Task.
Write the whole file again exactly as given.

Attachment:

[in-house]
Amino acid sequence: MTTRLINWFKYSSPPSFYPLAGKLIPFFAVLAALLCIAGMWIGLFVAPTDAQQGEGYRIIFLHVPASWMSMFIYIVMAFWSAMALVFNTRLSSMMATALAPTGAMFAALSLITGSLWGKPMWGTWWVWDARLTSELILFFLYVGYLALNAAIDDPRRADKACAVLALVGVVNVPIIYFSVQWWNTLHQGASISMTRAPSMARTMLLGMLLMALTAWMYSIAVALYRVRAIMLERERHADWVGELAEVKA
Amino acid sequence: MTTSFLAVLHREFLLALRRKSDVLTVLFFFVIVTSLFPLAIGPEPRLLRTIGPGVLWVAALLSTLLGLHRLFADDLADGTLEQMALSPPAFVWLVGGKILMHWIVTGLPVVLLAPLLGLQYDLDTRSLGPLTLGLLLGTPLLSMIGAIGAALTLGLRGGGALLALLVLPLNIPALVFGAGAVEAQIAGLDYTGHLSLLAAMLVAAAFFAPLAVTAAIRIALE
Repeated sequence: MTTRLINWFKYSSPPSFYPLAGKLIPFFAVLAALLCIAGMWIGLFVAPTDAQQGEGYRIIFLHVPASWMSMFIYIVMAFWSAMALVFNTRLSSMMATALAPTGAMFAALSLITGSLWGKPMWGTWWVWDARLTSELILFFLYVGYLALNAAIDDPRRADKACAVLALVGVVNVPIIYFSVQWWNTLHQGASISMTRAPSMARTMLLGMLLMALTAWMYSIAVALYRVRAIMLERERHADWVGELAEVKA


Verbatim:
[in-house]
Amino acid sequence: MTTRLINWFKYSSPPSFYPLAGKLIPFFAVLAALLCIAGMWIGLFVAPTDAQQGEGYRIIFLHVPASWMSMFIYIVMAFWSAMALVFNTRLSSMMATALAPTGAMFAALSLITGSLWGKPMWGTWWVWDARLTSELILFFLYVGYLALNAAIDDPRRADKACAVLALVGVVNVPIIYFSVQWWNTLHQGASISMTRAPSMARTMLLGMLLMALTAWMYSIAVALYRVRAIMLERERHADWVGELAEVKA
Amino acid sequence: MTTSFLAVLHREFLLALRRKSDVLTVLFFFVIVTSLFPLAIGPEPRLLRTIGPGVLWVAALLSTLLGLHRLFADDLADGTLEQMALSPPAFVWLVGGKILMHWIVTGLPVVLLAPLLGLQYDLDTRSLGPLTLGLLLGTPLLSMIGAIGAALTLGLRGGGALLALLVLPLNIPALVFGAGAVEAQIAGLDYTGHLSLLAAMLVAAAFFAPLAVTAAIRIALE
Repeated sequence: MTTRLINWFKYSSPPSFYPLAGKLIPFFAVLAALLCIAGMWIGLFVAPTDAQQGEGYRIIFLHVPASWMSMFIYIVMAFWSAMALVFNTRLSSMMATALAPTGAMFAALSLITGSLWGKPMWGTWWVWDARLTSELILFFLYVGYLALNAAIDDPRRADKACAVLALVGVVNVPIIYFSVQWWNTLHQGASISMTRAPSMARTMLLGMLLMALTAWMYSIAVALYRVRAIMLERERHADWVGELAEVKA